With Konami seemingly uninterested in carrying on the Suikoden series, we were over the moon when Eiyuden Chronicle: Hundred Heroes was announced.
Currently in development by Rabbit & Bear Studios, Eiyuden Chronicle: Hundred Heroes is set to be the spiritual sequel to Suikoden that fans have been waiting for. Its story and dialogue is helmed by Yoshitaka Murayama, who wrote the scripts for both the original Suikoden and its sequel. Junko Kawano is involved, too, who worked on Suikoden and Suikoden IV. Needless to say, we have high hopes for Eiyuden Chronicle: Hundred Heroes. But before then we have Eiyuden Chronicle: Rising to play; an action RPG that introduces us to the world we’ll be spending more time in when Hundred Heroes launches.
Eiyuden Chronicle: Rising wastes no time in putting players in control of spunky young protagonist CJ, heading into the town of New Nevaeh to build a name for herself. She’s a treasure hunter, you see, and she’s heard that the town of New Nevaeh is where it’s at for those in her trade. It’s perhaps because of her nature to help others in need, however, that she ends up drawn into events that have repercussions for the entire region. But fortunately she doesn’t have to face such hardships alone; shortly after arriving at New Nevaeh, she’ll find some friends that she can rely on.
In a move that’ll be unsurprising to Suikoden fans, the town of New Nevaeh essentially becomes your base of operations. And while you’re not the person in charge, getting it back on its feet and improving it rests on your shoulders. First you’ll get the local tavern and inn back up and running. Then you’ll help the start up of further establishments such as a smithy and apothecary. You’ll continue to add to the town over time, as well as further enhancing the facilities you’ve already built.
It’s not all about town building though. There’s also the matter of pushing the story forward. Both are generally achieved by visiting a variety of locations outside the town, where monsters lurk but there are rewards to be found. If you need lumber to build a structure, for example, then chances are you’ll be heading to the Great Forest where it’s in abundance. And all the while you’ll be pushing on through each environment to see what lies deeper.
The gameplay is kept on the 2D plane, making your exploits outside of town almost platformer-like. But there’s plenty of combat to get engaged in, too. Initially, when you just have control of CJ, it seems woefully basic, especially with her paltry 2-hit combo. As you upgrade her weapons and armour, however, you expand her combat abilities and gain new manoeuvres. Things are further improved when you gain your travelling companions, who each have their own attacks and unique tricks up their sleeves. You can even perform extended combos, instantly switching from one character to another.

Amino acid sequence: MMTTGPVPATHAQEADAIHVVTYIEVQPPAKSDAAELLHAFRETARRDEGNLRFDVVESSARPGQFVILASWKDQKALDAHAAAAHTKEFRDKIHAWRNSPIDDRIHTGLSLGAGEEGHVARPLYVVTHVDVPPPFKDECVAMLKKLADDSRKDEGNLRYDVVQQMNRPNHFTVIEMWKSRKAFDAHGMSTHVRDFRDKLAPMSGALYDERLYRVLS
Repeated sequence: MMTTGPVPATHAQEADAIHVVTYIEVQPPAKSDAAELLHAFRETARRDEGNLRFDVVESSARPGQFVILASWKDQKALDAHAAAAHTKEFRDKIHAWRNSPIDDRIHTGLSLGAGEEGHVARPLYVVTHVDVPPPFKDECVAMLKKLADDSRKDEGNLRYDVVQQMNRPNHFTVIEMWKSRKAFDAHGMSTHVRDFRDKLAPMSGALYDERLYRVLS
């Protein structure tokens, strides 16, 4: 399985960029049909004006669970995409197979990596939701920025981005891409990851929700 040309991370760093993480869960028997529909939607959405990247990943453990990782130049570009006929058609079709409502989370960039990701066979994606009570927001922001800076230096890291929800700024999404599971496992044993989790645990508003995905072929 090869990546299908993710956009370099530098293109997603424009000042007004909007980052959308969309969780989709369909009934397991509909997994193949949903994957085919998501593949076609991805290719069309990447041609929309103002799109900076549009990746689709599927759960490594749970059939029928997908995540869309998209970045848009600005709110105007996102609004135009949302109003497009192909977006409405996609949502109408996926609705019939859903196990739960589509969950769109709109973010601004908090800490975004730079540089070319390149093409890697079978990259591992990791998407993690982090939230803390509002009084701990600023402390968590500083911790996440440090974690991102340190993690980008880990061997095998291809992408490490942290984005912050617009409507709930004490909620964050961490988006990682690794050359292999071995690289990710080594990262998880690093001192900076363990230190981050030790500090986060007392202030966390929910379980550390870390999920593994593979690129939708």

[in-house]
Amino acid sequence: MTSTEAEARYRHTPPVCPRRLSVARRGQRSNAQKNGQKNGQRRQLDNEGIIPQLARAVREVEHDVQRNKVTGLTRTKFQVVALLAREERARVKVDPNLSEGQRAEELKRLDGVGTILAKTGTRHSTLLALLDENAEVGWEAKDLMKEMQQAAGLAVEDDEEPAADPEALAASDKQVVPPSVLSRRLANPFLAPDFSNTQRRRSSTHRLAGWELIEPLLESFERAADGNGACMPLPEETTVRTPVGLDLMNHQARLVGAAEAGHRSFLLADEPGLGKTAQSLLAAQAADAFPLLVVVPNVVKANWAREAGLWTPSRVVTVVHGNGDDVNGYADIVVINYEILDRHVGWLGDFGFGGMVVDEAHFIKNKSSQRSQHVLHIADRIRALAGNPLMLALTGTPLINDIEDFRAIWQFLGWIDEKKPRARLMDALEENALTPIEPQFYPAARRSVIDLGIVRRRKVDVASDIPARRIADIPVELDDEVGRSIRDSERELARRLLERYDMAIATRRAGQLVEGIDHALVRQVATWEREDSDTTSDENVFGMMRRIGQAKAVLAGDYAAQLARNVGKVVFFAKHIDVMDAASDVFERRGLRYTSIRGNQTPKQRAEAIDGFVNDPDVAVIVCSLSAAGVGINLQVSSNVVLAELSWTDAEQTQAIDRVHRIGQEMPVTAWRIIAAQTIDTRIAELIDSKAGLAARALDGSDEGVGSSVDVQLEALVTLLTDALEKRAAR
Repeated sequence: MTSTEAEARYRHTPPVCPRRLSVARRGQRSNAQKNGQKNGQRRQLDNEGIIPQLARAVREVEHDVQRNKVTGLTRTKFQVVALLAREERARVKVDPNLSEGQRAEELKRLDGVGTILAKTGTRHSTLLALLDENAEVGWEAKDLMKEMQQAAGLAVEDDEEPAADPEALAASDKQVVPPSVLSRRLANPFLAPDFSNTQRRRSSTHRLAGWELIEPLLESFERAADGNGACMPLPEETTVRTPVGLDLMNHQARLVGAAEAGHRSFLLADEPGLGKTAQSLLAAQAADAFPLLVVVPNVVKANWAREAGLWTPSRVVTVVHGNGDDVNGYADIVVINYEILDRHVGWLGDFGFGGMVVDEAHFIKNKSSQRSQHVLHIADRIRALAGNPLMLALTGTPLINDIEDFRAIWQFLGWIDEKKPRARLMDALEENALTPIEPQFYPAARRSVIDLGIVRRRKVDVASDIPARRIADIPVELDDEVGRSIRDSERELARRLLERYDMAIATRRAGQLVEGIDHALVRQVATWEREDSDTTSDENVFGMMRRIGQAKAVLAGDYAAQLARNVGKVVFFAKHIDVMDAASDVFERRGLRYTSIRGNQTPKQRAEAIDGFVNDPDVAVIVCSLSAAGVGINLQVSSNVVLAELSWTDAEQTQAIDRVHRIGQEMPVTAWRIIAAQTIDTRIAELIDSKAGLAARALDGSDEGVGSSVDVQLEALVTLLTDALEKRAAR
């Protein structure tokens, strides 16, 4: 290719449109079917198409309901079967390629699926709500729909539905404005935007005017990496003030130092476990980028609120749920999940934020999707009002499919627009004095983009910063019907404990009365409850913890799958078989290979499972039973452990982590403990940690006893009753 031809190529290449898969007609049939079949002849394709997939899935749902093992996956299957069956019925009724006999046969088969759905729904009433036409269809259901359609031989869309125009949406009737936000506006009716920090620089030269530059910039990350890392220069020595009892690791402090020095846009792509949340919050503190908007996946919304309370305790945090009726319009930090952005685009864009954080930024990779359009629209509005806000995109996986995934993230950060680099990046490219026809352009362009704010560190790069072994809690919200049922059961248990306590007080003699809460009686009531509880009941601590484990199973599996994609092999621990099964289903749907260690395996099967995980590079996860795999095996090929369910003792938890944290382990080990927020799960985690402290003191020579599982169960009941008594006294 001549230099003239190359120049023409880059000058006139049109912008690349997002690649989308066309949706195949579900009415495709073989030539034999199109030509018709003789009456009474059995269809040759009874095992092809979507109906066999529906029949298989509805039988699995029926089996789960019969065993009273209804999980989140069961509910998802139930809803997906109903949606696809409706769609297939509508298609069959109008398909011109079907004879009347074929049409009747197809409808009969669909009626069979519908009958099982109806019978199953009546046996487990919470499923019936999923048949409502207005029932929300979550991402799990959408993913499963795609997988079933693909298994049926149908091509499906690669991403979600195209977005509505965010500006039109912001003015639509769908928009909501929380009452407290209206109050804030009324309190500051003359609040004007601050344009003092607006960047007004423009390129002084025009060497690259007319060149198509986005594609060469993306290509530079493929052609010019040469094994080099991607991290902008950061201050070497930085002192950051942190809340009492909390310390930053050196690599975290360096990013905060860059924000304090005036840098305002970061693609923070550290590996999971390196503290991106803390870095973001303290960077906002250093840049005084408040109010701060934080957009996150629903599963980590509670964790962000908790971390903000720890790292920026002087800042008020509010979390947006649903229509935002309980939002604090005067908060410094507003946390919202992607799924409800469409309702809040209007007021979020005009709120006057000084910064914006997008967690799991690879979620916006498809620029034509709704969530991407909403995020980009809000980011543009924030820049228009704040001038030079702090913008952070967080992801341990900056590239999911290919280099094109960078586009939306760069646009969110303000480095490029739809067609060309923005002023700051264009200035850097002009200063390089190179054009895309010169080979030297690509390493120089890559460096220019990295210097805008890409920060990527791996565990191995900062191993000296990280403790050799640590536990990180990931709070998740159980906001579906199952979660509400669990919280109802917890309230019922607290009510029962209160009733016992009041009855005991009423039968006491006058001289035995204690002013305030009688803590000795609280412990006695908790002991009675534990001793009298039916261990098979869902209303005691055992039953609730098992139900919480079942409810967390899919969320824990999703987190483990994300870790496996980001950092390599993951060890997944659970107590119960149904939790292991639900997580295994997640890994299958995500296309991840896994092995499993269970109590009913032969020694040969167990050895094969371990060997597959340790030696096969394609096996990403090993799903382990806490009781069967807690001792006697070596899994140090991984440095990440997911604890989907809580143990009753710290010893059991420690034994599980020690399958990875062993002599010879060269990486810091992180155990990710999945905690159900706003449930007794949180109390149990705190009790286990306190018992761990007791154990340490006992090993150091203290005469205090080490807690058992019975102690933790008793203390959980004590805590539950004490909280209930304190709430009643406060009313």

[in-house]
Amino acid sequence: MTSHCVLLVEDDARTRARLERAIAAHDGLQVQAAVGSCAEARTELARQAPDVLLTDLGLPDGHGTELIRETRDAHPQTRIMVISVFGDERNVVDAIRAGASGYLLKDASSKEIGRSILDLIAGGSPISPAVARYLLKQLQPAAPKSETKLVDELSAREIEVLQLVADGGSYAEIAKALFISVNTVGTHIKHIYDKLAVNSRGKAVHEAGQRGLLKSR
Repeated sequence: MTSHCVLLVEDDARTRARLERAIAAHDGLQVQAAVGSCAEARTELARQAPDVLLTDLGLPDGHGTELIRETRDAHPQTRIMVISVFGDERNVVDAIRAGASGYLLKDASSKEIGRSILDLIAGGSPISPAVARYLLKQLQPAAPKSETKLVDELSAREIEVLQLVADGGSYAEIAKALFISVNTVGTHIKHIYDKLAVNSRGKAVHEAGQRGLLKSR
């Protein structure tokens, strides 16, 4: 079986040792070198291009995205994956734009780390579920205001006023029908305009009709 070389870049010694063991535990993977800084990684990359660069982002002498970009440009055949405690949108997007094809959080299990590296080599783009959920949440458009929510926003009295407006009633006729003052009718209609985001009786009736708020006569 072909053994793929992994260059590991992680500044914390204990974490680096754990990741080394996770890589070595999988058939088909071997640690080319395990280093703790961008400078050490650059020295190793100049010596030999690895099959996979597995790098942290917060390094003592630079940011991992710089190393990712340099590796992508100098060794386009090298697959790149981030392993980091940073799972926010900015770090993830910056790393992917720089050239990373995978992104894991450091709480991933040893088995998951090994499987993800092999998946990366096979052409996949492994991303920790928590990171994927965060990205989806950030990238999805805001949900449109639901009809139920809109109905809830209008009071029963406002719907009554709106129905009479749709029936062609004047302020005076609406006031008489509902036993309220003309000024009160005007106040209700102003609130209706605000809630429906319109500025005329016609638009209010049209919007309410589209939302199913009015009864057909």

Much like developing the town, developing your characters also requires materials. Needless to say, there’s a lot of farming to be done in Eiyuden Chronicle: Rising; lots of revisiting areas to gather resources. It never feels like a chore, though that’s partly because the way you upgrade your character means there’s often somewhere new to explore. Gaining the ability to double-jump might allow you to reach a platform that you couldn’t before, for example, or equipping a character with an elemental rune might allow you to break an otherwise impenetrable barrier.
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There’s much busywork in Eiyuden Chronicle: Rising, but it’s engaging and rewarding busywork. A lot of quests might just involve you running you running around town, but a fast travel system makes it painless. And you have a vested interest in building new facilities and enabling them to grow as they provide you with upgrades and other features that are hugely beneficial. Overall, there’s a good mix of running errands, upgrading your gear, following story threads and exploring dungeons while pounding enemies that get in your way.
It helps that Eiyuden Chronicle: Rising looks so wonderful, too. 3D environments have been combined with detailed 2D sprites to create something that looks modern yet also nostalgic, very much like what Square Enix has achieved with its HD-2D. It may not be a Suikoden game, but you can imagine each of the primary characters you meet here being in one of them. They’re distinctive and larger than life, standing out from the NPCs that surround them. They’re endearing, making you want to know their stories.
With its to-ing and fro-ing and overly basic combat for its first hour or two, Eiyuden Chronicle: Rising won’t be everyone’s cup of tea. Those that stick with it though, will find a game that develops into something very enjoyable indeed. This is a charming adventure, with combat and platforming that grows ever richer with each new upgrade and ability you obtain. But it’s the world that’s the real star here. The story of Eiyuden Chronicle: Rising might not be all that grand, but it’s full of characters that we’ve already grown to love. And so, as a taster for Eiyuden Chronicle: Hundred Heroes, it does its job admirably.
Eiyuden Chronicle: Rising Review – GameSpew’s Score